Half a century ago, the grandparents of today’s protesters were protesting. It was the glorious ’60s. Jane Fonda and Peter, Paul and Mary egged the protesters on as did John Kerry, fresh from the fields of Vietnam. On late night TV, Kerry told host Dick Cavett how murderous our troops in Vietnam had been during his tour there. The future presidential candidate and secretary of state was as viciously anti-war as any of the college kids who were blocking access on college campuses and pledging allegiance to our enemy’s leader, Ho Chi Minh.

There wasn’t just one summer of love during the ’60s. There were at least three: ’67, ’68, and ’69. The New Morality (which was simply the old immorality) was afoot. The Sexual Revolution was moving in. Universities were just beginning to lose their footing as places of learning, inquiry and respectful dissent. Much like George Orwell’s animals that were running the farm, students across the country were stating their demands and college presidents were caving.

Guess what the demands were. Better cafeteria food? No. Shorter classes? No. Changing the curriculum? Yes, because “Western Civilization 101 was all about old, white, European men.” More student activities? No. Acknowledgement of racism? Yes.

Forget that the Civil Rights Act had been made law in 1964, that segregation was coming to an end, and that Martin Luther King was successfully awakening the nation’s conscience to racial inequality. According to student protesters, America was still a sordid place. Sound familiar?

In 1967 San Francisco’s Haight-Ashbury district was the epicenter of student protest. Over 100,000 students gathered there to the strains of “If you’re going to San Francisco / be sure to wear flowers in your hair.” Thus, the Flower Children or hippies whose level of idealism was matched only by the loudness of their scruffy dress, much hair, and bloodshot eyes.

1968 would bring a more subdued summer. Martin Luther King had been assassinated in April. We at all-black George Washington Carver Jr. High School in Meridian, Mississippi, were numb the rest of the school year. Excellent leadership from our principal and a stellar faculty helped students deal with sorrow and crisis. The beginning of the 1968 summer was marked by the June assassination of Bobby Kennedy. Americans felt nervous.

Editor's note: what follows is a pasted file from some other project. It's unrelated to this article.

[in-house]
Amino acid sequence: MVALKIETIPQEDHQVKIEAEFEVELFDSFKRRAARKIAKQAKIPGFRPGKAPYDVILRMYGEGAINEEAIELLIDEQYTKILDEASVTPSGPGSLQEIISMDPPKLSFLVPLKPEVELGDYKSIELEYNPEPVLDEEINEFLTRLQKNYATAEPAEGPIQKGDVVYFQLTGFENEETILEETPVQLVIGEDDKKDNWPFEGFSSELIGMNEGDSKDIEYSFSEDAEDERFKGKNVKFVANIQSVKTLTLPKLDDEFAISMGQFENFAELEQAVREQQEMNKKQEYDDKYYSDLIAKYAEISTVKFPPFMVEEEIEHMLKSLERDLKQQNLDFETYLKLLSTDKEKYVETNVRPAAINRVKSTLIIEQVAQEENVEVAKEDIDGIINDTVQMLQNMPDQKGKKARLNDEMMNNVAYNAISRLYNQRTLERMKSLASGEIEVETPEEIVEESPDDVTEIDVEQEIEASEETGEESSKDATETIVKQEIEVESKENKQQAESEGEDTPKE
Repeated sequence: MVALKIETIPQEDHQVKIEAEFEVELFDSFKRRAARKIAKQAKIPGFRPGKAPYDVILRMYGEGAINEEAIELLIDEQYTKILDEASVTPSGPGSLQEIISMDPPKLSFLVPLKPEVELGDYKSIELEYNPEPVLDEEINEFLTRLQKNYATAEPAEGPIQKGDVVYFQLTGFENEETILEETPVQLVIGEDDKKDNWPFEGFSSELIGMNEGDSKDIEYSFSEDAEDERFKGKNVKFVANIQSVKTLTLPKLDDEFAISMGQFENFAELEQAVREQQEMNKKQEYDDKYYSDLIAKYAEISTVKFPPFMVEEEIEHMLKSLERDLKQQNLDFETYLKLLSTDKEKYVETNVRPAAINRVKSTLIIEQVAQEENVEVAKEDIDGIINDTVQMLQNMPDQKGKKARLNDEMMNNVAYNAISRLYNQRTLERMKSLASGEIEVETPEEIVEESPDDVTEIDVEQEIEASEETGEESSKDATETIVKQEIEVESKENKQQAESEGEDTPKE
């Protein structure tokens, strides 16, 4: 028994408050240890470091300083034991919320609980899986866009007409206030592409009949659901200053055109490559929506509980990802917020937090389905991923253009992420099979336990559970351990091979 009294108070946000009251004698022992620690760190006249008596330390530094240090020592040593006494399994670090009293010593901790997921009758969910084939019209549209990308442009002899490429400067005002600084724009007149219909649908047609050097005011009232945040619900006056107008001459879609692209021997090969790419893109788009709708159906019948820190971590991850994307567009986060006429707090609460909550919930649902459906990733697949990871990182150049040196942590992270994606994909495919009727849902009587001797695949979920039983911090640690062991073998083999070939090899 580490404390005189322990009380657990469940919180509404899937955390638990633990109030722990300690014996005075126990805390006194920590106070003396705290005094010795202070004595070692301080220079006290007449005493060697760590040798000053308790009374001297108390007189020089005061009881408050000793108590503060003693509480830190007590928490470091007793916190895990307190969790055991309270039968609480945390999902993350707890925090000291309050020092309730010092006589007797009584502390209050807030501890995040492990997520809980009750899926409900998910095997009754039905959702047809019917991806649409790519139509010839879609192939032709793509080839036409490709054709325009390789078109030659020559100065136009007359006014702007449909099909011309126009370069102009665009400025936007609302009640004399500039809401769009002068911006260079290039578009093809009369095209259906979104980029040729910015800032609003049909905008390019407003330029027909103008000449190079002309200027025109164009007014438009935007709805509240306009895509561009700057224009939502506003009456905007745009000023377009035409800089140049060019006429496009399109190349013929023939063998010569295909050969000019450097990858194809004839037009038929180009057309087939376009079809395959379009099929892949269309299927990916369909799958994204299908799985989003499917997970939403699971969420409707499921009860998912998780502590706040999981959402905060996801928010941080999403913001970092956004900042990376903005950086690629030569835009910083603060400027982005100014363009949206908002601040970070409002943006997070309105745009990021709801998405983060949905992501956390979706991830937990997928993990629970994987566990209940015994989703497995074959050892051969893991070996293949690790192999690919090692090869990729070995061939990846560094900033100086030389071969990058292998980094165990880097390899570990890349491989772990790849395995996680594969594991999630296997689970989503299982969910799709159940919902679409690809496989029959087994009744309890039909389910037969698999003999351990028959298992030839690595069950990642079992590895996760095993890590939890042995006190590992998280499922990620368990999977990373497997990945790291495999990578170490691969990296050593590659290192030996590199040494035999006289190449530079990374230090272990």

1969 brought the student protest movement to a feverish pitch, but not with violence like that now faced by America’s major cities. On Aug. 15 half a million people waited on a dairy farm pasture near Bethel, New York, for the three-day “music festival of love and peace” to start. Dubbed the Woodstock Festival, the event initiated the era of “sex, drugs and rock ‘n’ roll.” The Age of Aquarius was upon us.

Many artists such as Arlo Guthrie, Grateful Dead, and Jimi Hendrix performed. Joan Baez, great with child, sang on the last day. The Beatles chose not to participate. So did Bob Dylan. Some artists questioned the wisdom of doing a concert at a dairy farm.

The centerpiece of the culturally significant Woodstock Festival was freedom of expression. Despite its damaging residue — “free” love and the drug culture — the festival heralded freedom of speech. “To liberal kids weary of restraints and starving for dissent, the festival was heaven,” chortled Rolling Stone magazine.

Compare these “liberal kids” of Woodstock to their grandchildren today. Today’s “liberal kids” aren’t at all “into” free speech. They are demanding limited speech, speech that agrees with their own. We’re talking about kids at colleges and universities, not those who entered manual labor lines of work. How interesting that out of our places of higher learning has come a generation of youth that no longer believes in freedom of speech, but in shaming and shushing all who disagree with them, whether on Black Lives Matter, homosexuality or Donald Trump. How interesting that “deplorable kids” like electricians, plumbers, farmers, firefighters, cops, carpenters and small business owners are still the ones who keep the world turning, including the university campus.

Yet, the “deplorable kids” — those icky Goya bean lovers — are called racists, homophobes and xenophobes, all because they dare to dissent from corporate and higher education orthodoxy. Gramps and Grandma have a lot of teaching to do to get those grandkids back into the freedom of expression spirit of the ’60s. Today in the academic and corporate world there is no text, only interpretation; no truth, only subjective feelings. And no room for dissent.

“Democracy dies in darkness,” the Washington Post slogan proclaims. If the Post believes that, they have a task before them: Persuade colleges and universities that their historic mission of free inquiry is being subordinated by sensitive, young Turks at the gate who insist that we all think as they think.

How anti-intellectual is that?

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Roger Hines is a retired English teacher and state legislator in Kennesaw.

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